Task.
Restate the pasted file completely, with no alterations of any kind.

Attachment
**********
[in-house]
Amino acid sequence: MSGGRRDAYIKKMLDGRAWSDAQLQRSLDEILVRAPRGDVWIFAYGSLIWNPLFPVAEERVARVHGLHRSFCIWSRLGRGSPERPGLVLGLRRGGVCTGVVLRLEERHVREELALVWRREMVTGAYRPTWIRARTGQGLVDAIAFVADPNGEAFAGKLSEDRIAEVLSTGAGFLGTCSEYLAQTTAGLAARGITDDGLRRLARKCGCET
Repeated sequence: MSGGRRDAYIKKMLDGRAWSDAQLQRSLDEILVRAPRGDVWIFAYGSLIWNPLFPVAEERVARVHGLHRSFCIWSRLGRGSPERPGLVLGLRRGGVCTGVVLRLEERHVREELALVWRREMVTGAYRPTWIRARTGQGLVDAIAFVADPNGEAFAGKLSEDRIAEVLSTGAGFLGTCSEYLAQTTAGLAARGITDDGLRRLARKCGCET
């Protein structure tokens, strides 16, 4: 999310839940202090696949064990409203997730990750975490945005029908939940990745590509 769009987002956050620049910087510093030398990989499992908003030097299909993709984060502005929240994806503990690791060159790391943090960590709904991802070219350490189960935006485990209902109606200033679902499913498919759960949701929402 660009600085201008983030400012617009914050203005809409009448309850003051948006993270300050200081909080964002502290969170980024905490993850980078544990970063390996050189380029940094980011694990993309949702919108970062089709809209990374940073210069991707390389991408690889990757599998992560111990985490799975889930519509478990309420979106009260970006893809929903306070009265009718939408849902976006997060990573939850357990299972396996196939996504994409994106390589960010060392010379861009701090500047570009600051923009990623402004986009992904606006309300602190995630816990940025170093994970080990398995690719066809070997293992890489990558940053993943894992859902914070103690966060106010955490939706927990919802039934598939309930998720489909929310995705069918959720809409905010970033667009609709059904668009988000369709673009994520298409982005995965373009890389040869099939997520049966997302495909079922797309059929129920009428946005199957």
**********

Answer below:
[in-house]
Amino acid sequence: MSGGRRDAYIKKMLDGRAWSDAQLQRSLDEILVRAPRGDVWIFAYGSLIWNPLFPVAEERVARVHGLHRSFCIWSRLGRGSPERPGLVLGLRRGGVCTGVVLRLEERHVREELALVWRREMVTGAYRPTWIRARTGQGLVDAIAFVADPNGEAFAGKLSEDRIAEVLSTGAGFLGTCSEYLAQTTAGLAARGITDDGLRRLARKCGCET
Repeated sequence: MSGGRRDAYIKKMLDGRAWSDAQLQRSLDEILVRAPRGDVWIFAYGSLIWNPLFPVAEERVARVHGLHRSFCIWSRLGRGSPERPGLVLGLRRGGVCTGVVLRLEERHVREELALVWRREMVTGAYRPTWIRARTGQGLVDAIAFVADPNGEAFAGKLSEDRIAEVLSTGAGFLGTCSEYLAQTTAGLAARGITDDGLRRLARKCGCET
């Protein structure tokens, strides 16, 4: 999310839940202090696949064990409203997730990750975490945005029908939940990745590509 769009987002956050620049910087510093030398990989499992908003030097299909993709984060502005929240994806503990690791060159790391943090960590709904991802070219350490189960935006485990209902109606200033679902499913498919759960949701929402 660009600085201008983030400012617009914050203005809409009448309850003051948006993270300050200081909080964002502290969170980024905490993850980078544990970063390996050189380029940094980011694990993309949702919108970062089709809209990374940073210069991707390389991408690889990757599998992560111990985490799975889930519509478990309420979106009260970006893809929903306070009265009718939408849902976006997060990573939850357990299972396996196939996504994409994106390589960010060392010379861009701090500047570009600051923009990623402004986009992904606006309300602190995630816990940025170093994970080990398995690719066809070997293992890489990558940053993943894992859902914070103690966060106010955490939706927990919802039934598939309930998720489909929310995705069918959720809409905010970033667009609709059904668009988000369709673009994520298409982005995965373009890389040869099939997520049966997302495909079922797309059929129920009428946005199957």